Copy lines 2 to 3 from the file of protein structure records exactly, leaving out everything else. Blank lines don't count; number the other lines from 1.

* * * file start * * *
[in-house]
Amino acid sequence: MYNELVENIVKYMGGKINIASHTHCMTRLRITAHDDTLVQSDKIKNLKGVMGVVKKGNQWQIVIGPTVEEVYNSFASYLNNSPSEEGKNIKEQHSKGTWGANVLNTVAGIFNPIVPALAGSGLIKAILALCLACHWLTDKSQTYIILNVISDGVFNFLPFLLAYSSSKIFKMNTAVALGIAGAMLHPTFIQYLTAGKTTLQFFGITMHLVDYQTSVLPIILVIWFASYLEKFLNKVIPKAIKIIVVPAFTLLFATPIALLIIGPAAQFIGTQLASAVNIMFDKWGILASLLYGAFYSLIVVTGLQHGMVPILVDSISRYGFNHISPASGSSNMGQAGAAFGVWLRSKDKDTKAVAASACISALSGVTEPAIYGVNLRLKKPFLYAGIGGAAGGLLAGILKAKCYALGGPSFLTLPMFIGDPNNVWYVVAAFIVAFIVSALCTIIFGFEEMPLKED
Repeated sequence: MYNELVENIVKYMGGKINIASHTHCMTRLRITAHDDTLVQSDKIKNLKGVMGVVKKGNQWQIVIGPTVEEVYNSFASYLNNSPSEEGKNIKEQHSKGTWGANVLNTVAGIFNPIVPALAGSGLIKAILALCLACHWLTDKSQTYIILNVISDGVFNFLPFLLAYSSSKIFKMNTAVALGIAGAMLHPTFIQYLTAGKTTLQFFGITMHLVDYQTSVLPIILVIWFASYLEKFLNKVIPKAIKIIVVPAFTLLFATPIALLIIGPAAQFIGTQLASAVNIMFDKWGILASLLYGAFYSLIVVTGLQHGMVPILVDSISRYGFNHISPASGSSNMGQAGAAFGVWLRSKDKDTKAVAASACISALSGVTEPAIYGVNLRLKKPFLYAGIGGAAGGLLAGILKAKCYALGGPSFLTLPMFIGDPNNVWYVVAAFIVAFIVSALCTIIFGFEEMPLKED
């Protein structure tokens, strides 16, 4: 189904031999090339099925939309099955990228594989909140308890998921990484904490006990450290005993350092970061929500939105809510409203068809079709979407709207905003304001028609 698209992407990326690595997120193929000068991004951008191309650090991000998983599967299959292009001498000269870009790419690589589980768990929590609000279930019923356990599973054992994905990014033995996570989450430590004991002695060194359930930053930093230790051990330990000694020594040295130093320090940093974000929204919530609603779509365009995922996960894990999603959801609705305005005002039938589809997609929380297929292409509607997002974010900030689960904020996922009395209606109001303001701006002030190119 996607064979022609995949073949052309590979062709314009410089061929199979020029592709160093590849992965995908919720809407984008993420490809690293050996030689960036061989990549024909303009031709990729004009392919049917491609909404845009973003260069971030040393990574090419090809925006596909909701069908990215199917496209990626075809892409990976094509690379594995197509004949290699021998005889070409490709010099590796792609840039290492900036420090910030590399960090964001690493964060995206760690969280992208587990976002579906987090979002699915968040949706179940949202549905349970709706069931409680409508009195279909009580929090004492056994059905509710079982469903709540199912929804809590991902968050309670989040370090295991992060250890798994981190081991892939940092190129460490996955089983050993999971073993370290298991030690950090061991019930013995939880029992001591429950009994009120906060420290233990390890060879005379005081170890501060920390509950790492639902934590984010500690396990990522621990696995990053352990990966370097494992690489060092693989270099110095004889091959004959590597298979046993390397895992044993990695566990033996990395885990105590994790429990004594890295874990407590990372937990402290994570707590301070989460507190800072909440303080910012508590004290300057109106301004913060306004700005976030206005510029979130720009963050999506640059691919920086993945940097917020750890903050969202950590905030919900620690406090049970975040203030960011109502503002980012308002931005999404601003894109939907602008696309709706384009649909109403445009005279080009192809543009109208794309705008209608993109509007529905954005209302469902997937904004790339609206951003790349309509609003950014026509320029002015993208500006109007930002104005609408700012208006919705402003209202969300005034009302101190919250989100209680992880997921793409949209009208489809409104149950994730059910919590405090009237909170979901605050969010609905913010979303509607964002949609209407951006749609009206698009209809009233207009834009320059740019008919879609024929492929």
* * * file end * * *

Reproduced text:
Amino acid sequence: MYNELVENIVKYMGGKINIASHTHCMTRLRITAHDDTLVQSDKIKNLKGVMGVVKKGNQWQIVIGPTVEEVYNSFASYLNNSPSEEGKNIKEQHSKGTWGANVLNTVAGIFNPIVPALAGSGLIKAILALCLACHWLTDKSQTYIILNVISDGVFNFLPFLLAYSSSKIFKMNTAVALGIAGAMLHPTFIQYLTAGKTTLQFFGITMHLVDYQTSVLPIILVIWFASYLEKFLNKVIPKAIKIIVVPAFTLLFATPIALLIIGPAAQFIGTQLASAVNIMFDKWGILASLLYGAFYSLIVVTGLQHGMVPILVDSISRYGFNHISPASGSSNMGQAGAAFGVWLRSKDKDTKAVAASACISALSGVTEPAIYGVNLRLKKPFLYAGIGGAAGGLLAGILKAKCYALGGPSFLTLPMFIGDPNNVWYVVAAFIVAFIVSALCTIIFGFEEMPLKED
Repeated sequence: MYNELVENIVKYMGGKINIASHTHCMTRLRITAHDDTLVQSDKIKNLKGVMGVVKKGNQWQIVIGPTVEEVYNSFASYLNNSPSEEGKNIKEQHSKGTWGANVLNTVAGIFNPIVPALAGSGLIKAILALCLACHWLTDKSQTYIILNVISDGVFNFLPFLLAYSSSKIFKMNTAVALGIAGAMLHPTFIQYLTAGKTTLQFFGITMHLVDYQTSVLPIILVIWFASYLEKFLNKVIPKAIKIIVVPAFTLLFATPIALLIIGPAAQFIGTQLASAVNIMFDKWGILASLLYGAFYSLIVVTGLQHGMVPILVDSISRYGFNHISPASGSSNMGQAGAAFGVWLRSKDKDTKAVAASACISALSGVTEPAIYGVNLRLKKPFLYAGIGGAAGGLLAGILKAKCYALGGPSFLTLPMFIGDPNNVWYVVAAFIVAFIVSALCTIIFGFEEMPLKED